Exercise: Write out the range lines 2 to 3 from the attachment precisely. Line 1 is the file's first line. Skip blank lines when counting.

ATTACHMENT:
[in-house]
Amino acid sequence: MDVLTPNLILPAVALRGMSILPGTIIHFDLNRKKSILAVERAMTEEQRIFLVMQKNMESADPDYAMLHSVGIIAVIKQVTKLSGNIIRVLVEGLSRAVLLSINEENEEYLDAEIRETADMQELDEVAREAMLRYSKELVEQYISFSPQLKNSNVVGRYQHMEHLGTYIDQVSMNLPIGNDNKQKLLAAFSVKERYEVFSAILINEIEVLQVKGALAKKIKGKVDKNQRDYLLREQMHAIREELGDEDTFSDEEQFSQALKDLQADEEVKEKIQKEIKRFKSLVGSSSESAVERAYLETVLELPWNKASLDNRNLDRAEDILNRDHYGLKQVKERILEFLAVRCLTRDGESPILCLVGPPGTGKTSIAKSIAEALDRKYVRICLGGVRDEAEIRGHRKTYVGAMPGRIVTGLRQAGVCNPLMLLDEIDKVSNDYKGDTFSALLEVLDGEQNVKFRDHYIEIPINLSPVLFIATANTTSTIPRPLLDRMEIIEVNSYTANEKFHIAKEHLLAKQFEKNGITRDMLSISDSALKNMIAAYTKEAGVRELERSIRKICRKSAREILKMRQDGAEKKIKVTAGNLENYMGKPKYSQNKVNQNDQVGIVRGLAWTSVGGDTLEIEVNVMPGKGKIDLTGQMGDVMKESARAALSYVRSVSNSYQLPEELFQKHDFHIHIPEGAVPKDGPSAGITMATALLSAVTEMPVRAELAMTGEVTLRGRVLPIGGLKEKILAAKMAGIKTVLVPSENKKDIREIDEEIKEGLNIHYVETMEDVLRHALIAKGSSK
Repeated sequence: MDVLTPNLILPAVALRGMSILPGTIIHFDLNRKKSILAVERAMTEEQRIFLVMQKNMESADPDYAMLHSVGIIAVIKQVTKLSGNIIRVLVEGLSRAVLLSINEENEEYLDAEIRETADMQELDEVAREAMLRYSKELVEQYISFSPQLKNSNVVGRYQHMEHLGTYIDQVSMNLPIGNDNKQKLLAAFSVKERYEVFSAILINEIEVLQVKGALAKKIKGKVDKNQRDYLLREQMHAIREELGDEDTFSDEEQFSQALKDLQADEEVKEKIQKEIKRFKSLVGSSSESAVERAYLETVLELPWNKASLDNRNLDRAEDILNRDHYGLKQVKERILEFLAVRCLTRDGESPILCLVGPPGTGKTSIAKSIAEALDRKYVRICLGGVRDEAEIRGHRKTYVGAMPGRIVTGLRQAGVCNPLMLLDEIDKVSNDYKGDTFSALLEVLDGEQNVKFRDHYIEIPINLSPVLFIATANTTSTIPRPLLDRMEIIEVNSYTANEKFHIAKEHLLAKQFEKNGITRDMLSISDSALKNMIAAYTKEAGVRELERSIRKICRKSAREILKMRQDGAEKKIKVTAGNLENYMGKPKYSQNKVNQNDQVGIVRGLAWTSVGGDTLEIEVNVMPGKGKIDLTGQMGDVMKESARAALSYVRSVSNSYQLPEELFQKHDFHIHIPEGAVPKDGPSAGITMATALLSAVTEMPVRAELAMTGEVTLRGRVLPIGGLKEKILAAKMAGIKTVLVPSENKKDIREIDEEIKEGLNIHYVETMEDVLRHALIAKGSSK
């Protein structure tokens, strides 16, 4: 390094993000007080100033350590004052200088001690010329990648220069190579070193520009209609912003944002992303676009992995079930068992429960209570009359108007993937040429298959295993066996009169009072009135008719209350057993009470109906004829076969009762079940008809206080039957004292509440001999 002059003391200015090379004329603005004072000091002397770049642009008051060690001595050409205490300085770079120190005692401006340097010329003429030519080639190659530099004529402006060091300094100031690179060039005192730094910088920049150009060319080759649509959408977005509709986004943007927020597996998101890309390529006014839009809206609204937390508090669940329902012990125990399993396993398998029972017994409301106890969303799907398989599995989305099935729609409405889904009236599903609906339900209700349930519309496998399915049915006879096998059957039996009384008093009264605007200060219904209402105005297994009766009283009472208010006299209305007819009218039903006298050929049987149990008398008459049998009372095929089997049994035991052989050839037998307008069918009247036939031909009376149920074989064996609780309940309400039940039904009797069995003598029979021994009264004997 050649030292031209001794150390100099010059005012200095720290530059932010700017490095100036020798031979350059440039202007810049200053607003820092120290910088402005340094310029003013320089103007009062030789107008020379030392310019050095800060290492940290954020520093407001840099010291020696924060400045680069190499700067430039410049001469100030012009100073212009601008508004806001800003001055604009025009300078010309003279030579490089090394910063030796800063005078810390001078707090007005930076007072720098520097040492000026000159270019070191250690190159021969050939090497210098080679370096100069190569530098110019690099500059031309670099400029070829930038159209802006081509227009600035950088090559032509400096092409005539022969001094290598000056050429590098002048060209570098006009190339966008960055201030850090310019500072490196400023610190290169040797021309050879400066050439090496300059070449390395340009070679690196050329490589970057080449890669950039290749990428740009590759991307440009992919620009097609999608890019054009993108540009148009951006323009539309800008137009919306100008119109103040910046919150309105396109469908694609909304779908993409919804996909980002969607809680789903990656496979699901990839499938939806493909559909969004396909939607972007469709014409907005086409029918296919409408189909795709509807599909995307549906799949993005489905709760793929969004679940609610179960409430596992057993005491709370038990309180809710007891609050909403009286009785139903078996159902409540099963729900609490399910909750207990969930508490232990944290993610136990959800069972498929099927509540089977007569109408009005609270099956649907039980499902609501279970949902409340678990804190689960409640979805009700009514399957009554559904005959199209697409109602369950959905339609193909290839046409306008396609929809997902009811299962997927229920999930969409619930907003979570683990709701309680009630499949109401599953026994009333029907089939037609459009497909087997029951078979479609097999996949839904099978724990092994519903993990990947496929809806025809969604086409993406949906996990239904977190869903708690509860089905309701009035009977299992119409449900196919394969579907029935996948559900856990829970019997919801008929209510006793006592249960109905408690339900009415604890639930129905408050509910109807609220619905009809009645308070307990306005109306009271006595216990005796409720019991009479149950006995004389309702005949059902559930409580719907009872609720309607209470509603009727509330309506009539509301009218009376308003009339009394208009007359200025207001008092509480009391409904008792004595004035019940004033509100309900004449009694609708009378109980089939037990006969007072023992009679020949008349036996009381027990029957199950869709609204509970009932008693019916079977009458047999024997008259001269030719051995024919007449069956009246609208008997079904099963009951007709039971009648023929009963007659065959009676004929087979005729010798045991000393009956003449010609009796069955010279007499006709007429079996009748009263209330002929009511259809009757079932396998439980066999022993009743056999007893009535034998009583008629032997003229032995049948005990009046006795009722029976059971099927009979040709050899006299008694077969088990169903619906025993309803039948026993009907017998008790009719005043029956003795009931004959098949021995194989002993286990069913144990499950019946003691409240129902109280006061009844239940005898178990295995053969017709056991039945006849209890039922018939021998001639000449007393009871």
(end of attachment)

Amino acid sequence: MDVLTPNLILPAVALRGMSILPGTIIHFDLNRKKSILAVERAMTEEQRIFLVMQKNMESADPDYAMLHSVGIIAVIKQVTKLSGNIIRVLVEGLSRAVLLSINEENEEYLDAEIRETADMQELDEVAREAMLRYSKELVEQYISFSPQLKNSNVVGRYQHMEHLGTYIDQVSMNLPIGNDNKQKLLAAFSVKERYEVFSAILINEIEVLQVKGALAKKIKGKVDKNQRDYLLREQMHAIREELGDEDTFSDEEQFSQALKDLQADEEVKEKIQKEIKRFKSLVGSSSESAVERAYLETVLELPWNKASLDNRNLDRAEDILNRDHYGLKQVKERILEFLAVRCLTRDGESPILCLVGPPGTGKTSIAKSIAEALDRKYVRICLGGVRDEAEIRGHRKTYVGAMPGRIVTGLRQAGVCNPLMLLDEIDKVSNDYKGDTFSALLEVLDGEQNVKFRDHYIEIPINLSPVLFIATANTTSTIPRPLLDRMEIIEVNSYTANEKFHIAKEHLLAKQFEKNGITRDMLSISDSALKNMIAAYTKEAGVRELERSIRKICRKSAREILKMRQDGAEKKIKVTAGNLENYMGKPKYSQNKVNQNDQVGIVRGLAWTSVGGDTLEIEVNVMPGKGKIDLTGQMGDVMKESARAALSYVRSVSNSYQLPEELFQKHDFHIHIPEGAVPKDGPSAGITMATALLSAVTEMPVRAELAMTGEVTLRGRVLPIGGLKEKILAAKMAGIKTVLVPSENKKDIREIDEEIKEGLNIHYVETMEDVLRHALIAKGSSK
Repeated sequence: MDVLTPNLILPAVALRGMSILPGTIIHFDLNRKKSILAVERAMTEEQRIFLVMQKNMESADPDYAMLHSVGIIAVIKQVTKLSGNIIRVLVEGLSRAVLLSINEENEEYLDAEIRETADMQELDEVAREAMLRYSKELVEQYISFSPQLKNSNVVGRYQHMEHLGTYIDQVSMNLPIGNDNKQKLLAAFSVKERYEVFSAILINEIEVLQVKGALAKKIKGKVDKNQRDYLLREQMHAIREELGDEDTFSDEEQFSQALKDLQADEEVKEKIQKEIKRFKSLVGSSSESAVERAYLETVLELPWNKASLDNRNLDRAEDILNRDHYGLKQVKERILEFLAVRCLTRDGESPILCLVGPPGTGKTSIAKSIAEALDRKYVRICLGGVRDEAEIRGHRKTYVGAMPGRIVTGLRQAGVCNPLMLLDEIDKVSNDYKGDTFSALLEVLDGEQNVKFRDHYIEIPINLSPVLFIATANTTSTIPRPLLDRMEIIEVNSYTANEKFHIAKEHLLAKQFEKNGITRDMLSISDSALKNMIAAYTKEAGVRELERSIRKICRKSAREILKMRQDGAEKKIKVTAGNLENYMGKPKYSQNKVNQNDQVGIVRGLAWTSVGGDTLEIEVNVMPGKGKIDLTGQMGDVMKESARAALSYVRSVSNSYQLPEELFQKHDFHIHIPEGAVPKDGPSAGITMATALLSAVTEMPVRAELAMTGEVTLRGRVLPIGGLKEKILAAKMAGIKTVLVPSENKKDIREIDEEIKEGLNIHYVETMEDVLRHALIAKGSSK